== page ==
The method of a preferred embodiment of the present invention can be summarized as follows. Prior to putting AISS 200 into an operational mode, a calibration run is made wherein the distances from the robotic tool to the tape cartridge trays are measured to obtain Δd values for each tray. These Δd values are stored in a distance table. The system is now ready for operation.
In an operational mode, the system is requested to retrieve or replace a tape cartridge. The system coarsely positions its robotic arm to the proper bin location. The camera senses the relative position of the target corresponding to the correct tape cartridge bin and sends signals to the system controller indicating this position. The signals indicate the sensor array pixels on which the target is imaged.
A system controller, typically a microprocessor-based controller, accesses the distance table to obtain the Δd value for the proper bin location. The system controller uses the distance to compute the proper sensor array location on which the target of the proper bin must be imaged for precise positioning (i.e., the system controller computes the "parallax-corrected position"). The controller compares the measured value (actual location) to the determined value (ideal location) and makes a second determination as to how to position the assembly such that the measured value aligns with the determined value. In other words, the controller determines the change in position required to obtain precise positioning (i.e., the position where the target image is coincident with the correct location on the sensor array). The robotic tool is then moved in the Θ and/or Z directions to achieve this proper positioning.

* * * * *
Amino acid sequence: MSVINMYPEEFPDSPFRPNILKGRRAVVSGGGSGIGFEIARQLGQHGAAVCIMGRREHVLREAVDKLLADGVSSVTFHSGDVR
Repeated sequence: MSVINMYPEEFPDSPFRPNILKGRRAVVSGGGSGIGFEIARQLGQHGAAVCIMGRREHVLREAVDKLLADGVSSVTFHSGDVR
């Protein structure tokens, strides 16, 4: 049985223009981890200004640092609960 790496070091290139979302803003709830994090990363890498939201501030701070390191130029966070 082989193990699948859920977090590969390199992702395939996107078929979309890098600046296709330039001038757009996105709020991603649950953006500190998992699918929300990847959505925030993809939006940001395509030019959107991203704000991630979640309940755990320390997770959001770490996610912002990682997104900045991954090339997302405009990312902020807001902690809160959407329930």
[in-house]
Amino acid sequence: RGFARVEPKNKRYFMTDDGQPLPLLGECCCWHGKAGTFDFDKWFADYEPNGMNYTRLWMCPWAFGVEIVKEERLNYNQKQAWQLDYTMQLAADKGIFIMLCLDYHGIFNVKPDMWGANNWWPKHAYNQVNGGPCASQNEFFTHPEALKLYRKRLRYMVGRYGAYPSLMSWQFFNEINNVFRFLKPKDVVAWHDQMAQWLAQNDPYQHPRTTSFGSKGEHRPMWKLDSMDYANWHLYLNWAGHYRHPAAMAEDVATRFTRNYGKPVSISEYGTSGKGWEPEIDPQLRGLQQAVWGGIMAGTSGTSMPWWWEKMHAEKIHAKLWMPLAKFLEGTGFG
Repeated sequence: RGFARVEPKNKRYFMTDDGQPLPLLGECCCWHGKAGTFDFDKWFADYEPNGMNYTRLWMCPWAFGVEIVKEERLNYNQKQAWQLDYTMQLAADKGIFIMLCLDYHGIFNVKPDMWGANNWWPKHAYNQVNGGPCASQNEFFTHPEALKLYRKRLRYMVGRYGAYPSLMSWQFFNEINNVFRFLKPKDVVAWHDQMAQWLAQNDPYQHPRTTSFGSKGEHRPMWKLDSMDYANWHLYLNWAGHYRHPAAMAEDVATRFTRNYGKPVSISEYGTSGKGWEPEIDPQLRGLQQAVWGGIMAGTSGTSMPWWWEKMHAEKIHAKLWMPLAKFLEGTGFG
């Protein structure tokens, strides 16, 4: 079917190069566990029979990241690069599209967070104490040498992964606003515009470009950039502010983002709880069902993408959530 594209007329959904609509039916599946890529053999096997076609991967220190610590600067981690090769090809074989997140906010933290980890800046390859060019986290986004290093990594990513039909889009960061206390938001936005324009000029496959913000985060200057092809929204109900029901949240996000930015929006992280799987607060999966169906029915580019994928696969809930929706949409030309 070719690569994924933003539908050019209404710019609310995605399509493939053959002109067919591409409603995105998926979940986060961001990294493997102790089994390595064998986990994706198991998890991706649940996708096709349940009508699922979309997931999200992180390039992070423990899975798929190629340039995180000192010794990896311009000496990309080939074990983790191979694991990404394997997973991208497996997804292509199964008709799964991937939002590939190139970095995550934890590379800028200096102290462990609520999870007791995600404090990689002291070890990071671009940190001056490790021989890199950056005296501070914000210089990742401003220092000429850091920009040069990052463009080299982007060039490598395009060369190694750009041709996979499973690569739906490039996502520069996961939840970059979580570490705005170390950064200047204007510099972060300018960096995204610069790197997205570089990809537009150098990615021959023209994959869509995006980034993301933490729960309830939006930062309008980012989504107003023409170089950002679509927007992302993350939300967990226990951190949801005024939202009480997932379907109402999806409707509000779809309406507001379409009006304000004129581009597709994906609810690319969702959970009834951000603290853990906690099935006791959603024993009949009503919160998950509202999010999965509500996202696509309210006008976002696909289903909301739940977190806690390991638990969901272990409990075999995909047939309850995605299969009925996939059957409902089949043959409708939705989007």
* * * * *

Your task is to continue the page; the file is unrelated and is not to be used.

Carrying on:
The method as summarized above will now be described in detail with reference to FIGS. 4-6. FIGS. 5A and 5B are flow charts illustrating the steps carried out in a preferred embodiment of the method of the invention. FIG. 6 is a block diagram of the system of the invention.
In a step 502, a calibration run is made by the robotic system. In this calibration run, the distance to each of the tape trays is measured using one of a number of conventional techniques. These techniques include a reach-and-touch technique where the robotic tool 227 is extended slowly until it contacts each tray (more specifically, until it contacts a tape cartridge within the tray), thus measuring the distances. In the preferred embodiment, once a distance is measured its Δd value (i.e. the difference between dnom and the actual distance) is stored in a calibration table 662 for later access in a step 504. In the example environment, the distance to each tray is actually measured at both ends of the tray. The average of these two distances is then used.